Personnel reflections

Potential residential staff layoffs split student opinion, causing tension throughout dorm life

By Alison Howard

The UChicago community let out a collective sigh of what? last Thursday, when the administration announced, in a staff meeting and e-mail to House System residential staff, that dorm housekeepers may be let go by September 1. The gist of the situation is that housekeepers and building engineers, currently under the management of Campus and Student Life, will become part of Facilities Services. With this reorganization, housekeeping will be outsourced to a third party company, who will have the ability to “reassess” the status of current employees.

I’ll be the first to admit that my grip on this situation is weak at best. The bulk of my knowledge has been provided by a resident assistant (Code Name: Black Panther) and a representative from SOUL—Students Organizing United with Labor (Code Name: The Falcon), and even they, in spite of their fierce code names and sundry official e-mail exchanges, don’t have the clearest idea of what’s going on. In fact, what is most clear about all of this is the general lack of clarity. While the rumor that all housekeepers will lose their jobs is untrue, and has not been stated in any e-mails my sources have leaked to me, the possibility of job loss is present, and with that, the decision for reorganization is already causing outrage.

People’s reactions to this announcement have been strong and emotional, and how they feel about it is strongly influenced by how they already feel about the administration and its policies. This was apparent when The Falcon, Black Panther, and I sat down and talked the situation out, coming to absolutely no conclusion about it. Black Panther’s boyfriend (Code Name: He Didn’t Say Much) was also present. The conversation has been edited to increase drama and tension.

Black Panther began, describing in detail the reason why transitioning housekeepers and engineers to Facilities Services is actually a good idea. “Facilities has more resources,” she said, sitting perfectly still, not unlike a graceful and deadly feline, “There are 10 separate dorms with 10 different sets of issues. They’ve been having problems with people currently in the dorms having to learn things on the job, such as dealing with a particular elevator breaking down in a particular building. It will be a lot more efficient if all of this was under one company that has all the resources available to fix these specific problems.”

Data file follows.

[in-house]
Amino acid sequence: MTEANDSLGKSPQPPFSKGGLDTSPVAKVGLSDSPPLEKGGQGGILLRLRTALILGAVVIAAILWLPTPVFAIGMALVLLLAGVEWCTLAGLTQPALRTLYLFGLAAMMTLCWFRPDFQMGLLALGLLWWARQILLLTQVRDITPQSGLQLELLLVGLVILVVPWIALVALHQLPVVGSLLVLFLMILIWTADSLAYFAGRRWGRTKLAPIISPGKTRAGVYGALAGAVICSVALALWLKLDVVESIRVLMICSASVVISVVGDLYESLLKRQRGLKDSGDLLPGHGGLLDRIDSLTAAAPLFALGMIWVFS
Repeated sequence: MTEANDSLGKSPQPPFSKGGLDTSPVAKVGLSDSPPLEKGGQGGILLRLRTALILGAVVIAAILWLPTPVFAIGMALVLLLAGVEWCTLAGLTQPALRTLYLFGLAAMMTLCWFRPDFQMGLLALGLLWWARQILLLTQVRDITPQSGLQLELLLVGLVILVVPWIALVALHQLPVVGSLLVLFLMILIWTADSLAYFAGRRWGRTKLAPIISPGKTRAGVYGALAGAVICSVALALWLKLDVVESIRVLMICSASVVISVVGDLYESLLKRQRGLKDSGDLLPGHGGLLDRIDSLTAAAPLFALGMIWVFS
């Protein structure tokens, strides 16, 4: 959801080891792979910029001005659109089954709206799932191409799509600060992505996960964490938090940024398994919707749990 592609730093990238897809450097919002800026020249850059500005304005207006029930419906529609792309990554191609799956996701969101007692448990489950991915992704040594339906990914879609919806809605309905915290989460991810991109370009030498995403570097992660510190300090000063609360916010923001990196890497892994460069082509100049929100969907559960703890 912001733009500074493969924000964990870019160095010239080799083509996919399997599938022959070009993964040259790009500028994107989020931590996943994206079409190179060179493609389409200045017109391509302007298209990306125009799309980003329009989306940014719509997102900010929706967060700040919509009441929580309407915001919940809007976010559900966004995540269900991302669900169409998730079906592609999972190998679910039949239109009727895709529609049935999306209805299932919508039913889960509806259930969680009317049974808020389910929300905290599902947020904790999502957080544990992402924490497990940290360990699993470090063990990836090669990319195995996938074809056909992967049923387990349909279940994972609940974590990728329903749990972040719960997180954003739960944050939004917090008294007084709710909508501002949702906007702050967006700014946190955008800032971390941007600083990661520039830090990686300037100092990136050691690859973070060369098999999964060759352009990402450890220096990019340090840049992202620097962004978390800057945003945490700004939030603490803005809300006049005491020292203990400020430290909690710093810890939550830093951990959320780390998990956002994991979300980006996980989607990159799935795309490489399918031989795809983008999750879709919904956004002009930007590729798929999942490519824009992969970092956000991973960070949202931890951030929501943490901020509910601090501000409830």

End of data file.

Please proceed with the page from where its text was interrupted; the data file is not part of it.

The Falcon swooped in, “But that’s the problem. The administration is focusing on the transition to Facilities, and they’re not addressing the people who are being laid off.”

Black Panther blinked. “Housing can see that the current system is an inefficient way of running things. They’re making the transition to improve efficiency, and beyond that, it’s the new company’s decision to lay people off.”

The Falcon pondered, perched precariously on the chair. “It’s true that the new subcontractor will be deciding who their employees will be, but the University is employing the subcontractor. This is in their hands. It’s an easy way to put less blame on themselves. Students who are friends with employees in the dorms have approached SOUL to tell us that these employees have said they’re being fired.”

Black Panther spoke, “Nobody wants to just fire workers. Max Brooks [the assistant director of employee relations] got really sad-looking. I wanted to give him a hug.”

He Who Didn’t Say Much looked up. “I gave Max Brooks a hug.”

We ignored him.

“I should go,” I said.

There was a lot of tension in the C-Shop that day. Stability vs. change. Control vs. lack of control. Suspicion vs. trust. Immediate reactions to this decision will be colored by our preconceived notions about the University. There’s no way to know what the administration’s intentions are, and no way of knowing how this situation will play out, at least with the information we currently have. As long as we can maintain sensible and mutually respectful discourse, as The Falcon and Black Panther did, hopefully we’ll be able to figure out what the heck is going on, and what we can do about it.

Alison Howard is a third-year in the College majoring in English.